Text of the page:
Heavy Rain Thursday | 2 to 3″ Possible Across Portions of the DMV

Just what you want to hear as a Washington D.C. Area Commuter:  “Heavy Rain” + Thursday + Rush Hour = Nightmare Commute!

The heaviest rain is currently forecast to begin during the second half of the morning rush hour; with that said, the entire morning rush hour will feature widespread showers with embedded pockets of moderate rain, especially south and east of D.C.

The image below from the latest High Resolution Rapid Refresh (HRRR, courtesy weathermodels.com) shows a heavy band of rain moving into the D.C. metro area at 9am.

Future-Cast Radar Simulation from 9am Thursday through 3am Friday

How Much Rain could Fall Across Your Neighborhood?

The latest European model is dropping between 1 and 3″ of rain with the heaviest axis currently expected across the western suburbs and eastern-facing slopes of the Blue Ridge mountains where some flooding of creeks, streams and urban areas is possible.

Rain/Snow/Graupel “Squalls” Possible on Friday across the D.C. Metro Area

A disturbance will cross the Blue Ridge mountains during the late morning hours on Friday.  This may kick off gusty winds and some fast-moving showers of rain, snow or graupel (snow flakes that partially melt and then freeze).

Accumulating snow will fall across interior portions of the Northeast and west of the Allegheny Front on Friday and Saturday:

 

 


Get Ready Bos-Wash: Strong Late-Season Nor’easter will bring Heavy Rain & Snow to the Northeast!

The fifty-five million residents of the Northeast Megalopolis extending from Boston’s northern suburbs southwestward to Washington’s northern Virginia suburbs (also sometimes referred to as “Bos-Wash“) may be once again cursing Punxsutawney Phil who predicted an early start to Spring.  A strong, late-season Nor’easter will hammer portions of the Northeast with heavy rain, heavy snow, high winds and much colder temperatures in its wake beginning on Thursday and potentially not wrapping up until late week across coastal northern New England. In fact, this may be one of two systems to watch with the second storm  potentially impacting the Washington Region 9-11 days from now.

The first image (courtesy WxBell) shows a coastal storm rapidly developing near Cape Hatteras on Thursday:

Nor’easter will rapidly strengthen as is it phases with a sharp trough of low pressure (dip in the jet stream) over eastern Canada. This system may “bomb out” as it rapidly deepens and stalls near Halifax/Nova Scotia Friday night through Saturday:

The image below (courtesy weathermodels) shows the Nor’easter developing near Cape Hatteras before tracking northeast towards Nova Scotia.

Closer view of the Northeast:

European Ensembles (images below) showing 50 potential snowfall accumulation outcomes through this upcoming weekend.  These maps will definitely change as the exact track, speed and how quickly this storm system deepens become more clear in time (this storm hasn’t even formed yet).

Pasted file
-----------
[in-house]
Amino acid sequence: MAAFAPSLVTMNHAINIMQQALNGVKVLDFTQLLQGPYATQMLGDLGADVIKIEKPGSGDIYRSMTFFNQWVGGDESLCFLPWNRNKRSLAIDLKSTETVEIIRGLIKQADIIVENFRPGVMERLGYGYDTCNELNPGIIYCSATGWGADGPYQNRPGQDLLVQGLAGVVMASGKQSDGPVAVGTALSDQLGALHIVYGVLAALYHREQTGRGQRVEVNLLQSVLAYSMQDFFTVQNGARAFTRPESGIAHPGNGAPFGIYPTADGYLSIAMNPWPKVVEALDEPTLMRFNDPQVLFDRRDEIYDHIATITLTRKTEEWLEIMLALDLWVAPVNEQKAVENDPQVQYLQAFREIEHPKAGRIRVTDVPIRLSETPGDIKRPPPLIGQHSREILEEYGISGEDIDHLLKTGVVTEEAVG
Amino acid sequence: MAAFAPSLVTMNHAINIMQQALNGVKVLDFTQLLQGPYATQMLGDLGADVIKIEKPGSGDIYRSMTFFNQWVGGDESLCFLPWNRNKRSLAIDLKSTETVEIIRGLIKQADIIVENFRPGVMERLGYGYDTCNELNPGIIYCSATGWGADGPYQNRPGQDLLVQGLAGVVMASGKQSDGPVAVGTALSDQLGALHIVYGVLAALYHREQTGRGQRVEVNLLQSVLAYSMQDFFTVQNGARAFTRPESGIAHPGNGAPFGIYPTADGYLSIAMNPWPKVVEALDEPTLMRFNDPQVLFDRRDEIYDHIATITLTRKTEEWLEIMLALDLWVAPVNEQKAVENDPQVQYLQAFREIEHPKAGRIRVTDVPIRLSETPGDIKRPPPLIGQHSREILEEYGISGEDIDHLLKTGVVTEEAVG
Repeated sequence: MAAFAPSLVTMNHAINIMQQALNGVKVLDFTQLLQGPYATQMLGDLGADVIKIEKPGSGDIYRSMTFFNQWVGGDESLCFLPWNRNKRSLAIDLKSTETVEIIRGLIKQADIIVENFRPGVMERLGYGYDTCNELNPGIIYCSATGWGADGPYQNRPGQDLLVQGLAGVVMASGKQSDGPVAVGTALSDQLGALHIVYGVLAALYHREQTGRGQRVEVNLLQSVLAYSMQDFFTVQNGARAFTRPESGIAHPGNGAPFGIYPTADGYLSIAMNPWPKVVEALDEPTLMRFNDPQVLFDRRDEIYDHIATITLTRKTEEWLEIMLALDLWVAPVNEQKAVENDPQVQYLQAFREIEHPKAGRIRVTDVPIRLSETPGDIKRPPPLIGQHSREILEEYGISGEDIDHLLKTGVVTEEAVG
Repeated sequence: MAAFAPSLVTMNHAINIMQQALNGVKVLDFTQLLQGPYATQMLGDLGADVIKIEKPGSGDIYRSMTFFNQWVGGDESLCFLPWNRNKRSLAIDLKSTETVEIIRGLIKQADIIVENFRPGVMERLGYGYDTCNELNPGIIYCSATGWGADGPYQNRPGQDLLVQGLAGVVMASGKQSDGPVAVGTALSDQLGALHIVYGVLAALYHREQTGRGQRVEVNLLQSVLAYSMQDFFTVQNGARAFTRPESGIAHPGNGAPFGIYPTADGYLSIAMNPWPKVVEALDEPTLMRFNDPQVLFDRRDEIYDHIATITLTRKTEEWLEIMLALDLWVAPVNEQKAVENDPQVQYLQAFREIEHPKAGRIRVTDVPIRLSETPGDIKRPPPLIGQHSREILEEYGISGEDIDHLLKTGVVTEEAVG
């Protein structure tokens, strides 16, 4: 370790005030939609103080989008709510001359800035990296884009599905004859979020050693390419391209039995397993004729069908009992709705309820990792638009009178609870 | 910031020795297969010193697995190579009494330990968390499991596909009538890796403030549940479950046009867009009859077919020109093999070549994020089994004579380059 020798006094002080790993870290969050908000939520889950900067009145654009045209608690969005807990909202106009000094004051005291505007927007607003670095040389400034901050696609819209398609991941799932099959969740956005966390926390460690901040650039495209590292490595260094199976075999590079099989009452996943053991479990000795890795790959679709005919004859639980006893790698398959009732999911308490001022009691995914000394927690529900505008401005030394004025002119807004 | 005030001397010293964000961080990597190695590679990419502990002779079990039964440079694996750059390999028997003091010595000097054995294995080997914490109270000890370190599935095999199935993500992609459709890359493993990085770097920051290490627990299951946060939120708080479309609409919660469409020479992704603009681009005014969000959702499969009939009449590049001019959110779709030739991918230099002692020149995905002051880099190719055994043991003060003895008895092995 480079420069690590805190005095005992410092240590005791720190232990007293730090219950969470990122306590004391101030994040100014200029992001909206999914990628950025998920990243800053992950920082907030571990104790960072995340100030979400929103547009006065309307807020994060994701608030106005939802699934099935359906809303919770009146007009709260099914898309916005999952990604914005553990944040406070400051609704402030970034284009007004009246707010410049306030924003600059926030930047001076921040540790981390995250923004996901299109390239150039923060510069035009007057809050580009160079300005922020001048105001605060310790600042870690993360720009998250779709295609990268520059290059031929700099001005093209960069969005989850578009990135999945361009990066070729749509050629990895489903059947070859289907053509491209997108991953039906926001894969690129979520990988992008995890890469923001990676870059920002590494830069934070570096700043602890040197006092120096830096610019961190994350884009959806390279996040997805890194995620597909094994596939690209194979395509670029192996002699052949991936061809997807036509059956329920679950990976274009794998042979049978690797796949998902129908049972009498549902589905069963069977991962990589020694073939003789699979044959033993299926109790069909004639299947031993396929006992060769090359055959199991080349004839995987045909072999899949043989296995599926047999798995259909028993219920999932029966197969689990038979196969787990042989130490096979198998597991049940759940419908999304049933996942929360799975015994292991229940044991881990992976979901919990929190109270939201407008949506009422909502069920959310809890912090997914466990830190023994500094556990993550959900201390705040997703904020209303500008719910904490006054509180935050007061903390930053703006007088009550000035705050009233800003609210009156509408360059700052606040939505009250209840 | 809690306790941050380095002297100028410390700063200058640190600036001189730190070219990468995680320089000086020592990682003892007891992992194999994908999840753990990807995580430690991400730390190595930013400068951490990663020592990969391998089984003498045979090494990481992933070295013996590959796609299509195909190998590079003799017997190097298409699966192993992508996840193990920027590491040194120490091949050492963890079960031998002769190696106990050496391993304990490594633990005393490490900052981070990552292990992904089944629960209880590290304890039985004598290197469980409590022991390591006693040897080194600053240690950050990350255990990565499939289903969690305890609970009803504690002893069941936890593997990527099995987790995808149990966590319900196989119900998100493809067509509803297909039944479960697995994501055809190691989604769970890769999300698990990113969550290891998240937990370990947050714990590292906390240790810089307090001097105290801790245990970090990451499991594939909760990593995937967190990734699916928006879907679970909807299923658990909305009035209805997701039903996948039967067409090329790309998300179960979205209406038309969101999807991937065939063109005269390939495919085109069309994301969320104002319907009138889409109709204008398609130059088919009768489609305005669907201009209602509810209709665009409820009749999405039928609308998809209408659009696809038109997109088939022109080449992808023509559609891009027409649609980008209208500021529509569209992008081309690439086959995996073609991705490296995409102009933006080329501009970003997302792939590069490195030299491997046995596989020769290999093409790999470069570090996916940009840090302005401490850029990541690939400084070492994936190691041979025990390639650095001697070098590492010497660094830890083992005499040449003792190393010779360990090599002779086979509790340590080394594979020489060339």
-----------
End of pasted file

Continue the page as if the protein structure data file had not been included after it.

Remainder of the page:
Right now I am expecting a rain event in Washington, however some wet snow is not out of the realm of possibility across the Potomac Highlands if this storm system develops more rapidly (TBD).

Temperatures behind this system will kill your “early spring” plans to plant any sensitive flowers; I highly recommend hold off on planting anything ‘sensitive’ until mid April!

Temperature Anomalies (departure from average) Friday afternoon through Sunday morning:


A Few Snow Showers Possible Northwest of DC Sunday Evening

A fast-moving clipper is projected to pass just north or very close to the Washington Area on Sunday evening, likely touching off scattered showers or a few passing snow flurries. The latest European model (image below courtesy weathermodels.com) indicates this will likely remain a conversational event only with no issues on area roadways.

The North American Model (NAM) model (image below) shows rain (green) and snow showers (blue) moving through between 4pm Sunday and 2am Monday. Those of you from Garrett county eastward toward Washington county in northern Maryland could pick up a dusting from this fast-moving system.

The work week ahead will start off unseasonably cold with a gradual warm up expected Thursday and Friday.

Mid-Week Coastal Storm?

The European Ensemble Prediction System (image below courtesy WxBell) continues to develop a coastal storm offshore on Wednesday into Thursday.  A few of the red “Ls” in the image below represent the potential location of a coastal low pressure system.  Notice that a minority of these Ls in the image below are located off of the Delmarva coast. Forecast models can change with time, so while I’m not hopeful that a coastal storm will impact our region it’s something to keep an eye on.  Nova Scotia will likely get slammed by a Nor’easter as phasing between the southern and northern branches of the jet stream occur well to our north and east of D.C. as has been the case this entire winter.